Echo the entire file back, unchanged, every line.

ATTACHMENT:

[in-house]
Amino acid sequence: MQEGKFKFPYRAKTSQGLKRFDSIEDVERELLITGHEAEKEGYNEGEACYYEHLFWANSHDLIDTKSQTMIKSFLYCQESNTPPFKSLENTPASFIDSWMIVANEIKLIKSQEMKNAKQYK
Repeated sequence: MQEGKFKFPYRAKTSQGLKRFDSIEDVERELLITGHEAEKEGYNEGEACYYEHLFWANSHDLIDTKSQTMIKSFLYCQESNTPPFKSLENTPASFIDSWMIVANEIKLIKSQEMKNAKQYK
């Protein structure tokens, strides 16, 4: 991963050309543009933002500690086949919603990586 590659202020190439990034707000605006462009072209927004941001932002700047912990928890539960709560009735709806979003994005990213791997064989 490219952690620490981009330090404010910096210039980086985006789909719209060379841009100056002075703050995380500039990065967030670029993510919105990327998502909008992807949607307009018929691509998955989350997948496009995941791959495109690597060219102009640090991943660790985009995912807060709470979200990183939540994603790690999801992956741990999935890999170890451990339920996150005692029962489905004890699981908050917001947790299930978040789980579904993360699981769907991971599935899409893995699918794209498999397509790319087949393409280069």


[in-house]
Amino acid sequence: MQEGKFKFPYRAKTSQGLKRFDSIEDVERELLITGHEAEKEGYNEGEACYYEHLFWANSHDLIDTKSQTMIKSFLYCQESNTPPFKSLENTPASFIDSWMIVANEIKLIKSQEMKNAKQYK
Repeated sequence: MQEGKFKFPYRAKTSQGLKRFDSIEDVERELLITGHEAEKEGYNEGEACYYEHLFWANSHDLIDTKSQTMIKSFLYCQESNTPPFKSLENTPASFIDSWMIVANEIKLIKSQEMKNAKQYK
């Protein structure tokens, strides 16, 4: 991963050309543009933002500690086949919603990586 590659202020190439990034707000605006462009072209927004941001932002700047912990928890539960709560009735709806979003994005990213791997064989 490219952690620490981009330090404010910096210039980086985006789909719209060379841009100056002075703050995380500039990065967030670029993510919105990327998502909008992807949607307009018929691509998955989350997948496009995941791959495109690597060219102009640090991943660790985009995912807060709470979200990183939540994603790690999801992956741990999935890999170890451990339920996150005692029962489905004890699981908050917001947790299930978040789980579904993360699981769907991971599935899409893995699918794209498999397509790319087949393409280069």